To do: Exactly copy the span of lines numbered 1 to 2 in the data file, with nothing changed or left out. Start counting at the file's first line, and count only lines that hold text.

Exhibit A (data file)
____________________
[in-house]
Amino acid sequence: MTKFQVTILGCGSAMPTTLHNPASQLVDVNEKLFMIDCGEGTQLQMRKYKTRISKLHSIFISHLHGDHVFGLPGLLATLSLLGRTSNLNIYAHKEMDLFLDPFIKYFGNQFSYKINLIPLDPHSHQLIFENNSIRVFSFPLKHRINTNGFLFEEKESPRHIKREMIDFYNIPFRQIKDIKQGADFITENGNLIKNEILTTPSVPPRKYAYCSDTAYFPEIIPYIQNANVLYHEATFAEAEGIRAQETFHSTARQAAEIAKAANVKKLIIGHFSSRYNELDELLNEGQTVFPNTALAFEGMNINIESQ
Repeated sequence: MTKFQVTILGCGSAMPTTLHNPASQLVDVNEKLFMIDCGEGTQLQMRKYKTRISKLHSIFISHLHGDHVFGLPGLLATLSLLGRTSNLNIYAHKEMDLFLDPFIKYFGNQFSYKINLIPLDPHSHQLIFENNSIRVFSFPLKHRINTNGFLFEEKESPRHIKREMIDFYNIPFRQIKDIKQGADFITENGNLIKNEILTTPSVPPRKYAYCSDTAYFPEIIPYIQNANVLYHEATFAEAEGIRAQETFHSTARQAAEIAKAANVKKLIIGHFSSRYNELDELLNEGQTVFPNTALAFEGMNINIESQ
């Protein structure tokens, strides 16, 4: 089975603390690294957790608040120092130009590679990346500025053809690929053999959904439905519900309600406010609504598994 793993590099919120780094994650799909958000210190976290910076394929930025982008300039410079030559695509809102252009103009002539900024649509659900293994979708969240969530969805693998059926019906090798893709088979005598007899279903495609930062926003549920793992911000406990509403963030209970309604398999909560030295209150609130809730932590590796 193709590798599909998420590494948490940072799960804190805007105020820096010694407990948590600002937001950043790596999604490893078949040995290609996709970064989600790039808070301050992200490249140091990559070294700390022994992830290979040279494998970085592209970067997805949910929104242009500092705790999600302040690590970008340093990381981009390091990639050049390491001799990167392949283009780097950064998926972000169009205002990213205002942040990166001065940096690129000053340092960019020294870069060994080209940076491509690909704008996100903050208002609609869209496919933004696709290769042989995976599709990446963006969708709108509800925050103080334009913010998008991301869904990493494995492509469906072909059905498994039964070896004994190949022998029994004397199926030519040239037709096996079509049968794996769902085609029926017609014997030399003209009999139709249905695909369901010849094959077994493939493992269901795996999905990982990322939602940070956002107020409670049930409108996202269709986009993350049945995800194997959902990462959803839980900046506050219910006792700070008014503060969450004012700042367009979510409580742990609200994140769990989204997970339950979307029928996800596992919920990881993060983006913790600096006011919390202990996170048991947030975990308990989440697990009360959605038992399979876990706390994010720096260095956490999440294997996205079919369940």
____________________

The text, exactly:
[in-house]
Amino acid sequence: MTKFQVTILGCGSAMPTTLHNPASQLVDVNEKLFMIDCGEGTQLQMRKYKTRISKLHSIFISHLHGDHVFGLPGLLATLSLLGRTSNLNIYAHKEMDLFLDPFIKYFGNQFSYKINLIPLDPHSHQLIFENNSIRVFSFPLKHRINTNGFLFEEKESPRHIKREMIDFYNIPFRQIKDIKQGADFITENGNLIKNEILTTPSVPPRKYAYCSDTAYFPEIIPYIQNANVLYHEATFAEAEGIRAQETFHSTARQAAEIAKAANVKKLIIGHFSSRYNELDELLNEGQTVFPNTALAFEGMNINIESQ